As the team grows, the culture will diffuses from “how the founders do things”, so the values and mission of the business need to become more formalised. This was something I wasn’t really aware of when I started Server Density – we were very informal about explaining how we did things and only wrote down our approach when we faced a problem with how something was being done.
The Netflix culture is probably the most famous and it is worth reading about what they mean by the term, but every founder and every company has a different approach to things. If I was starting a new company today, one of the first things I’d do would be to write out the mission and core values I wanted to build out. Values are what you hire against and describe how you operate. The mission is a short statement describing why the business exists through what it aims to achieve long term.
You also have to be careful of “culture fit” meaning “same as me”:
Finding the right people is also not a matter of “culture fit.” What most people really mean when they say someone is a good fit culturally is that he or she is someone they’d like to have a beer with. But people with all sorts of personalities can be great at the job you need done. This misguided hiring strategy can also contribute to a company’s lack of diversity, since very often the people we enjoy hanging out with have backgrounds much like our own.How to hire, HBR
But you do need to find people who both understand and believe in the mission as well as agree that the values are the right way to achieve it.
In addition to considering all the above, there are some impressive but gimmicky things you can do to make new employees feel welcome. I use the word “gimmick” in the sense that these are good ideas to impress someone on their first day, but aren’t really part of “onboarding” in the same way as the more important things above.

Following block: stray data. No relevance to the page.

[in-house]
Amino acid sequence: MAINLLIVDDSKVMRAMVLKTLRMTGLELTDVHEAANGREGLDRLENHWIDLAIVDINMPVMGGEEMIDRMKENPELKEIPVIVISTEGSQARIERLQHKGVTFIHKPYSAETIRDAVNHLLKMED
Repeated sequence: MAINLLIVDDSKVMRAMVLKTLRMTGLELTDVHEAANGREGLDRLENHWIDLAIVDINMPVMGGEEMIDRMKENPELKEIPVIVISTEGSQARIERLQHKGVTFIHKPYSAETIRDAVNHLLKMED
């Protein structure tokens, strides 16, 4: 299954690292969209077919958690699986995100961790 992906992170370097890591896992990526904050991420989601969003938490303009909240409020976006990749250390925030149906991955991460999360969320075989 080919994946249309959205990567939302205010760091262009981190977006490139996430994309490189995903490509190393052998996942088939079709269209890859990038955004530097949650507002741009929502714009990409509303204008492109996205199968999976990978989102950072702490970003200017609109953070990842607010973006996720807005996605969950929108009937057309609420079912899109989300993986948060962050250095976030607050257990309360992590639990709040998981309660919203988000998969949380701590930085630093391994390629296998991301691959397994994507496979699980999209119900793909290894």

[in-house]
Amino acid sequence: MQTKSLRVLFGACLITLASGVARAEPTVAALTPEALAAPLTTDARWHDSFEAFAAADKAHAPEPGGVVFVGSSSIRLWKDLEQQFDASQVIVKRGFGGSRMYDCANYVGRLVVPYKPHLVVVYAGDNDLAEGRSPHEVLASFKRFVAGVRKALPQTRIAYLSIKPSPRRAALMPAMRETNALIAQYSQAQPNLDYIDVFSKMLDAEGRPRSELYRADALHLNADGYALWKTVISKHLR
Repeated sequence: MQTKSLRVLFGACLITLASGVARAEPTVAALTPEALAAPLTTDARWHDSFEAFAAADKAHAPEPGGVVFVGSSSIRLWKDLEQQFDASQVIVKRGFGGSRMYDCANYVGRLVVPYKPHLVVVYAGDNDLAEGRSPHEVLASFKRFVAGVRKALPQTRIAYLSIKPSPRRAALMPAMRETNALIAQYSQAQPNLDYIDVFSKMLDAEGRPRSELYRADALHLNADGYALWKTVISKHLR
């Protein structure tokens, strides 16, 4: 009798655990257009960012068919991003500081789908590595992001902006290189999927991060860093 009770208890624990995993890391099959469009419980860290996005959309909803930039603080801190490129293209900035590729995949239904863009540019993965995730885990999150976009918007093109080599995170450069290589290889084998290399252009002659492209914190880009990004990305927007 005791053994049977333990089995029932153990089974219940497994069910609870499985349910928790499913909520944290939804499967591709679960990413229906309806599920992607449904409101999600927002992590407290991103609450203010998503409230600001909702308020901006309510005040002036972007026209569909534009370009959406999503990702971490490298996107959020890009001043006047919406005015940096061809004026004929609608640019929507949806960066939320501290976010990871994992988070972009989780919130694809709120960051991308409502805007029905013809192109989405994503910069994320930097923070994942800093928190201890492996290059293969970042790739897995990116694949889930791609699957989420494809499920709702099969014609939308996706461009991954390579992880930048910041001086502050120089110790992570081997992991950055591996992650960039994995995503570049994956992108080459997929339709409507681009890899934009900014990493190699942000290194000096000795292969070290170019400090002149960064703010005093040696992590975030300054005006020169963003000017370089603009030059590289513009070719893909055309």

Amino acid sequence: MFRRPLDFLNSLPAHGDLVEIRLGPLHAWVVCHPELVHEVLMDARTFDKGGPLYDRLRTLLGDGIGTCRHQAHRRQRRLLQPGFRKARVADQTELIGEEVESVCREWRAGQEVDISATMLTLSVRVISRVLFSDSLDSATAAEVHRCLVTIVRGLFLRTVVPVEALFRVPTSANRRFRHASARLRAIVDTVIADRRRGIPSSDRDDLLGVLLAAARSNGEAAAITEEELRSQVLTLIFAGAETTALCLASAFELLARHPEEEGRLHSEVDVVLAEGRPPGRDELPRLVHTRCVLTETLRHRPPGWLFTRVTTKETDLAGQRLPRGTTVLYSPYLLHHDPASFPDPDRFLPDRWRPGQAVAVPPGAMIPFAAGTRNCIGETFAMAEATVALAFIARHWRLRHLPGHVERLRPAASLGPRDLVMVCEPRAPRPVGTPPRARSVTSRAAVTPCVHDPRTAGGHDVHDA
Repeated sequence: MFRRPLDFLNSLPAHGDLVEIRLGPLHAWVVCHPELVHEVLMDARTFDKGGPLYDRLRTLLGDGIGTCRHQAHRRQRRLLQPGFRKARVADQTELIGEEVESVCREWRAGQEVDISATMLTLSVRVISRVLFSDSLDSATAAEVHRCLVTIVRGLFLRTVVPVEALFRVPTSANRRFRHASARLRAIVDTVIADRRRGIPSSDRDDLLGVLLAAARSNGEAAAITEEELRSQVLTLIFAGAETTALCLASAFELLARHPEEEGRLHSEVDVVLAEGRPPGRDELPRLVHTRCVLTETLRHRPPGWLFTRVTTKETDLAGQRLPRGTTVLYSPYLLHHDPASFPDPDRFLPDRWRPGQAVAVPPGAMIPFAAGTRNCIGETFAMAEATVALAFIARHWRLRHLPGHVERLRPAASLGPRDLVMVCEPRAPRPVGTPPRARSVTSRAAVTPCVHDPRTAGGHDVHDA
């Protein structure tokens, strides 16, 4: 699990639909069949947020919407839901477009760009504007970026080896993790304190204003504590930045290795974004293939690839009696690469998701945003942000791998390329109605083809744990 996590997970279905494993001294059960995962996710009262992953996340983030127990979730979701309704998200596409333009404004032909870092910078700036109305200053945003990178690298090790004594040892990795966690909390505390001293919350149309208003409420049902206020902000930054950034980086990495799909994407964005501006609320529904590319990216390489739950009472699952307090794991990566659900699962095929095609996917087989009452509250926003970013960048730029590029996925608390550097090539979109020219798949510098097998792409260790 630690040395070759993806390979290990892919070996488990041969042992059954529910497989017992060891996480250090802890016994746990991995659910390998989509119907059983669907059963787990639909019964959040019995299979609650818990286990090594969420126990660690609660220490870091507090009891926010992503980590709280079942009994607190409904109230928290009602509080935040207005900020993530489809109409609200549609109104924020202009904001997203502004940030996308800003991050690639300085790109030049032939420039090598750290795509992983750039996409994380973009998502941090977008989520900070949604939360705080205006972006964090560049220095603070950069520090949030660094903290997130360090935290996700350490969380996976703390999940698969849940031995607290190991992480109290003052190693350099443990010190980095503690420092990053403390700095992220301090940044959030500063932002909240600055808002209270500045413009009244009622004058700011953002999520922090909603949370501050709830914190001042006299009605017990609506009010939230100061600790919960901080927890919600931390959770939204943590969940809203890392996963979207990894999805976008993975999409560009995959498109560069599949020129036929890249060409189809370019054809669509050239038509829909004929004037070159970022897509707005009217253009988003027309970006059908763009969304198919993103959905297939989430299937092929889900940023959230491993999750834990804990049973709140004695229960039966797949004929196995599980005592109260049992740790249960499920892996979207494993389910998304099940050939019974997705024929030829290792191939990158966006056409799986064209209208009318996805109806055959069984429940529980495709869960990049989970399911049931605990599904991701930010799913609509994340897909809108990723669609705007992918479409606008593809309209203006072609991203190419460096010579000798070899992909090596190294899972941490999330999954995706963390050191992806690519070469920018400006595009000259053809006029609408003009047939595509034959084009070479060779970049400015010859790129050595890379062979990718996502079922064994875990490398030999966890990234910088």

- Swag – have a parcel of tshirts, hoodies, socks, stickers, etc ready and waiting for them on their desk. All correctly sized, of course.
- High quality printed version of the company culture deck/values/mission.
- Handwritten welcome note from their manager / the CEO.
- Lunch / dinner with the management team / CEO.
- Announcement introducing the new employee to the whole company.
Isn’t this a lot of work?
Yes. That’s the point. You can’t achieve anything without a great team, and it is absolutely necessary to spend a significant amount of time on the full end to end process: hiring, onboarding and then ongoing management.
You say you’re too busy. You work at a tiny startup after all. But that’s no excuse, Guthrie says. “You’re not too busy. You just spent all this time, energy and money getting this new person to join. Blowing it is going to cost you even more when you have to start the hiring process again from scratch. Don’t make someone feel like you’re too busy to make them feel good about choosing to work with your company.”
Your goal should always be to make people believe on a gut level that your organization is so amazing that they couldn’t possibly work anywhere else. Building that attitude starts immediately once an offer letter is signed. And if you do it right, when the phone rings and it’s a recruiter on the end of the line offering the next big thing, they’ll say, “Sorry, I’m happy where I am.”